Growing up in small-town Oregon, the men I idolized were working class, straightforward, and generous. They craved simple lives, mostly, and devoted themselves wholly to a few hobbies and one job. A few of them were truck drivers, some were loggers, others were construction workers, contractors, teachers, and coaches. Many of them worked with their hands, using their bodies to put something they had personally made, fought for, or created out into the world.
These men knew exactly what kind of clothes they liked to wear, too — big, splashy button downs, red flannel, camo shorts — some of them had frosted tips or massive beards their wives detested, but they never tried to be anything they weren’t. On weekends, they’d gather together out in the woods, shoot a deer, field-dress it, and bring us the venison jerky, or frozen cuts wrapped in butcher paper. They followed the local teams, offered up their trucks when we needed help moving, and showed up at caroling parties the week before Christmas. When the littlest kids wanted to ride on their backs, they were always ready and willing.
To sit and talk with Guy Fieri, who also hails from a small town surrounded by towering pines, feels like talking to one of these men from back home. Yes, the man is a much loved and sometimes hated (or hated on) public figure but he might as well be one of the guys who helped raise my friends and me, who made our communities stronger. Viewed through this lens, and taking into account his support of fire victims in Northern California, harping on him because you think wraparound shades are dumb feels kind of petty.
While presiding as pit master over a bevy of grills at the Stagecoach Festival earlier this year, Fieri carried himself like a dad at a cookout (one wearing a camo chef’s smock, no less). My first glimpse of him at the festival was directing his son to take the journalist in front of me to try some long-simmering, meaty delicacy on the other side of the tent. “Make him an ostrich burrito and get him set up,” he told Hunter Fieri, 21, who flashed a grin and trotted back toward the massive row of grills lining the back of the tent. Guy smiled to himself, sat back down at his picnic table, then noticed me.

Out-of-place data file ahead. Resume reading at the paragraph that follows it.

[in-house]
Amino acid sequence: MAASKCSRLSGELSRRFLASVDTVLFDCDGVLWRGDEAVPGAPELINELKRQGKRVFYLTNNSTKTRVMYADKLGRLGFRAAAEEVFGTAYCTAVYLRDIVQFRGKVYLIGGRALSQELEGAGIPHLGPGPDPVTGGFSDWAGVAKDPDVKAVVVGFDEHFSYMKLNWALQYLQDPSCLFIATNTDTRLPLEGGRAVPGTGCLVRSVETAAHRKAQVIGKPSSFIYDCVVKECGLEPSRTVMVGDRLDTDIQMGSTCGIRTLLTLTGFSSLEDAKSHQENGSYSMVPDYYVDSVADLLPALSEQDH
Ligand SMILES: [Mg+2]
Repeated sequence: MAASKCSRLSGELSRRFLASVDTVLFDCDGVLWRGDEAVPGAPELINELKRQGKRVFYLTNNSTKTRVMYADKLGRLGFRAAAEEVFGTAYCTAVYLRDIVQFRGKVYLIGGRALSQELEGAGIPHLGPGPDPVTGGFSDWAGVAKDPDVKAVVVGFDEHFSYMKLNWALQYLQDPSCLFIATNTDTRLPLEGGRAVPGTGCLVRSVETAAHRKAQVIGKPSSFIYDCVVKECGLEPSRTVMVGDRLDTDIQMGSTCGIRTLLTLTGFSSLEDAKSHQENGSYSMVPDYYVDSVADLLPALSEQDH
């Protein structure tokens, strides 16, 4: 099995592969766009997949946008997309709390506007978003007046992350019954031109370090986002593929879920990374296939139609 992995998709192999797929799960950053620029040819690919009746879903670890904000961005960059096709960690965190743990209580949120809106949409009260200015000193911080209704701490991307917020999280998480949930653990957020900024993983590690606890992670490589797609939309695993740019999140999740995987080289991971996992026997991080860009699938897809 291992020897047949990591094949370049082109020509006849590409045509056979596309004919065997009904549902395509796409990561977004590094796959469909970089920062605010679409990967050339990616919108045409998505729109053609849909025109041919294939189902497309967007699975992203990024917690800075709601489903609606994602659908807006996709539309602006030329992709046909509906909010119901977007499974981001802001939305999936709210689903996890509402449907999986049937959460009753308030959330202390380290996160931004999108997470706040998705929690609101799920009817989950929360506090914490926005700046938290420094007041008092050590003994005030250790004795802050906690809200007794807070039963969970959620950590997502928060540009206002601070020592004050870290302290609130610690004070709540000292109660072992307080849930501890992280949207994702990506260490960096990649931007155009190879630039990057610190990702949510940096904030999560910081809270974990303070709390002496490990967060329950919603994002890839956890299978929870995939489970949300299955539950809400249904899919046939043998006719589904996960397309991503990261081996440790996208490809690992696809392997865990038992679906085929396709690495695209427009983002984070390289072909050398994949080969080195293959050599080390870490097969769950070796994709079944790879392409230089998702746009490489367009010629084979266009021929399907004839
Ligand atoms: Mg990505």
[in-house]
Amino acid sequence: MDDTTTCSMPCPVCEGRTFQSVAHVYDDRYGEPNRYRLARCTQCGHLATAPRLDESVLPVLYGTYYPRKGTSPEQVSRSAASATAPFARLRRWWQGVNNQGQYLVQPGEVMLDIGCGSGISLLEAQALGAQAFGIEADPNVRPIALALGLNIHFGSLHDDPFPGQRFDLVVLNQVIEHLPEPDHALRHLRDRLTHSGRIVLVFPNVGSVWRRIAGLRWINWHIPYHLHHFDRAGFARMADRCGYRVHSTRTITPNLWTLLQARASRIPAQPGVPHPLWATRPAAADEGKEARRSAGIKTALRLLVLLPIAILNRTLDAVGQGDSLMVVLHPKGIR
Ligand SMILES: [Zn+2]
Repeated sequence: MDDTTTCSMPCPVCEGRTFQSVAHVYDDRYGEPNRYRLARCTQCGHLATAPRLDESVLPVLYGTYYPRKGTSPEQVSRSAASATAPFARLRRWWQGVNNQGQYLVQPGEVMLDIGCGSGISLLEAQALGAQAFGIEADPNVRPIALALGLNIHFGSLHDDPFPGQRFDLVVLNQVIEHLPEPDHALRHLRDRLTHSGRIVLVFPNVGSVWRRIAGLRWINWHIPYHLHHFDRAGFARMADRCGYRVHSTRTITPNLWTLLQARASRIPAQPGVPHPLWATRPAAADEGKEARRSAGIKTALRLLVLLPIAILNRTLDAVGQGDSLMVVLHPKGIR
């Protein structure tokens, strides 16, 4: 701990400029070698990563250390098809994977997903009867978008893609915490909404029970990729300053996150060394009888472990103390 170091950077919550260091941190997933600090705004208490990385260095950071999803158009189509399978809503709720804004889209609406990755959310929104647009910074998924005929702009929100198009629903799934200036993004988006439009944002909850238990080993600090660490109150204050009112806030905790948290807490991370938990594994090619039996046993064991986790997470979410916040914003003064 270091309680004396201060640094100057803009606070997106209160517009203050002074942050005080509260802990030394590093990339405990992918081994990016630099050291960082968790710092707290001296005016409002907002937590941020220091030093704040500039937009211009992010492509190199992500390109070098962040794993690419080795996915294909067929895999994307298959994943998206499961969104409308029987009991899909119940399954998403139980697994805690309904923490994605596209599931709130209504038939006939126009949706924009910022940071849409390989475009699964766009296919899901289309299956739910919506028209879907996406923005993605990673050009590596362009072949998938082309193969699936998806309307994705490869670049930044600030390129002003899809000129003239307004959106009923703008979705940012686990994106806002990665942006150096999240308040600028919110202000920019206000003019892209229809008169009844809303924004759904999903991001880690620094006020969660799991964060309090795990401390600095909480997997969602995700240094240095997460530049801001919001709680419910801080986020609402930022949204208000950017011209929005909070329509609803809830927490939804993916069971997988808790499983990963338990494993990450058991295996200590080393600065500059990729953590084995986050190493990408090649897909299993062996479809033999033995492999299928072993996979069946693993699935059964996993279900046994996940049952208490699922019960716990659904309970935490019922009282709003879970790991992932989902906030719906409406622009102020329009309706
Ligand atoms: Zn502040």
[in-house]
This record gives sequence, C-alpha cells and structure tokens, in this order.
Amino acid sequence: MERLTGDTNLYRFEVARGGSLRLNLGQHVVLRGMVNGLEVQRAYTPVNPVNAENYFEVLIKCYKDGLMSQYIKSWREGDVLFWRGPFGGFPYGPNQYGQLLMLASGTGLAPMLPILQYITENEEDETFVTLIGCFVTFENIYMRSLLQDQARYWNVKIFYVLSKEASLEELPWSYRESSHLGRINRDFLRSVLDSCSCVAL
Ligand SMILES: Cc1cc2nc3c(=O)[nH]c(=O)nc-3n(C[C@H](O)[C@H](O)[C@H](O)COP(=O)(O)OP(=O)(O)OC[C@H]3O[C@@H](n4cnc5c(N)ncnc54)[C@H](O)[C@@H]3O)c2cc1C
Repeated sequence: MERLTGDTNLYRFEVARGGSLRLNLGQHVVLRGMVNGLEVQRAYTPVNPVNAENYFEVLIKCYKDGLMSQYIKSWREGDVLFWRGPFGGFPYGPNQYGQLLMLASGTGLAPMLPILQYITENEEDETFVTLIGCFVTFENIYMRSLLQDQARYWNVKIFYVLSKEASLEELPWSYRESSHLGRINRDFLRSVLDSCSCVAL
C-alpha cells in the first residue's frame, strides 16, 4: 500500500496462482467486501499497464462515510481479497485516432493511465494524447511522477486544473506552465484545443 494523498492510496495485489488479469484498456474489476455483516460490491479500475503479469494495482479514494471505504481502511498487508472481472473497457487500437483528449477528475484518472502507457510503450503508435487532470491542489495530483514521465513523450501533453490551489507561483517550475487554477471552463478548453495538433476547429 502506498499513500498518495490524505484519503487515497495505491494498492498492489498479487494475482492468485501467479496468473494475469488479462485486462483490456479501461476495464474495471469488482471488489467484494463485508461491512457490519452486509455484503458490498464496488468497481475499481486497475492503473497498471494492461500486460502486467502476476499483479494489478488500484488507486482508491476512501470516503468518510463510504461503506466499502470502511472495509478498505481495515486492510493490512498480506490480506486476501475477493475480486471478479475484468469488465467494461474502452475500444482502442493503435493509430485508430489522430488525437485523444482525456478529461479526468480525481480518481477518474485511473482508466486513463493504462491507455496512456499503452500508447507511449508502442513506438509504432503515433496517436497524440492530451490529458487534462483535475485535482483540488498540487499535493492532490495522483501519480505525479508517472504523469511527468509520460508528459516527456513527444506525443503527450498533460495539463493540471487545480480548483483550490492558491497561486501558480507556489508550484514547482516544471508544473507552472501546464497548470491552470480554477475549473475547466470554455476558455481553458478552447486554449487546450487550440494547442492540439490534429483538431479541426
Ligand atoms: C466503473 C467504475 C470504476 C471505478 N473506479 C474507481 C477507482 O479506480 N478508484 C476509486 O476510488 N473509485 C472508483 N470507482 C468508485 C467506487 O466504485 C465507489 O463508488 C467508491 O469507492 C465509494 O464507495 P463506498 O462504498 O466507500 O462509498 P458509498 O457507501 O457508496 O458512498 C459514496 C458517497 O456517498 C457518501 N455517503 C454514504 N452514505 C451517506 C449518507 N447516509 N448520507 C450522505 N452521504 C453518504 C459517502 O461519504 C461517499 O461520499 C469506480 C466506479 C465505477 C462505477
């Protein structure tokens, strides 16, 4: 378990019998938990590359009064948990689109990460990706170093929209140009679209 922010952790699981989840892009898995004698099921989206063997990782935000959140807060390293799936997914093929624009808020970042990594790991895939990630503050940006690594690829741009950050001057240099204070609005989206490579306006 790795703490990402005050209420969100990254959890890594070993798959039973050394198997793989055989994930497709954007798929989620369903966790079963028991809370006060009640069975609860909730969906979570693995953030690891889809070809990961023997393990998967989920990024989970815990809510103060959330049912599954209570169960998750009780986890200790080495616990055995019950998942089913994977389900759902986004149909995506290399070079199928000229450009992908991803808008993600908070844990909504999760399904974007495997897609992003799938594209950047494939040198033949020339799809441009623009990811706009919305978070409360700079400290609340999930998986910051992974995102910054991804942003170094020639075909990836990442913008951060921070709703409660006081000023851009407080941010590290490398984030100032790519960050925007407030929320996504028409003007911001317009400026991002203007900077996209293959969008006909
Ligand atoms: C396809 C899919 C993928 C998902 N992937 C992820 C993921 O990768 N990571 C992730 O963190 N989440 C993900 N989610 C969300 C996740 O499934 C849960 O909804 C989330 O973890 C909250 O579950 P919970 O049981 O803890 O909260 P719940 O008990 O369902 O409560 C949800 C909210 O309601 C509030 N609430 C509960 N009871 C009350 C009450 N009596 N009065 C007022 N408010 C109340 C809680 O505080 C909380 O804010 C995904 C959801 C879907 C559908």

“You next?” he asked, gesturing for me to sit.
In the twenty or so minutes that I spoke with Guy, I discovered that he’s still that hometown bro. Every bit as earnest and upbeat as you’d hope for someone who somehow lucked into doing what they love all day, every day, and making a fortune in the process. Sitting inside his personally curated Smokehouse Tent — full of barbecuers and burnt ends experts from around the nation — I picked Guy’s brain about everything from food to gay marriage.
What was it about Stagecoach that drew you to get involved with the festival?
If they would’ve told me that I could come to Stagecoach and park cars, I would’ve come park cars. Okay? It’s unbelievable. I mean if you’re interested in any aspect of country-bluegrass, old country, new country, country rock, whatever it is, it’s here. It’s so much different.
You’ve got such a diversity of music and such a diversity of experiences. I mean… there’s an ice cream shop. There’s a tent full of barbecue. There’s a Ferris wheel. It’s a great family experience and a great outdoor experience. And they said ‘Hey, you want to come and curate a barbecue experience for people?’ I’m like ‘Come on, you want to ask me twice?’
Tell me a little bit about some of the barbecue vendors that you’ve selected and what made them stand out in your mind.
You know, barbecue’s not barbecue. Barbecue is… it’s like saying country music is country music. Everybody’s got a style, everybody’s got a way. We’ve got our guys from Philly’s Baby Blues BBQ over here. They’re doing chicken wings on an open grill with hardwood. You got Bludso‘s, he’s from Los Angeles, doing old school barbecue in their style on white bread. You’ve got Operation BBQ Relief, that’s a hodgepodge of barbecue chefs from across the country that all come together to support one another when a disaster happens.
So we’ve got just a great mix of barbecue and people and food that is around barbecue. Barbecue is not the meat and the beans. It’s the experience. Come on down for some barbecue. That’s what this is.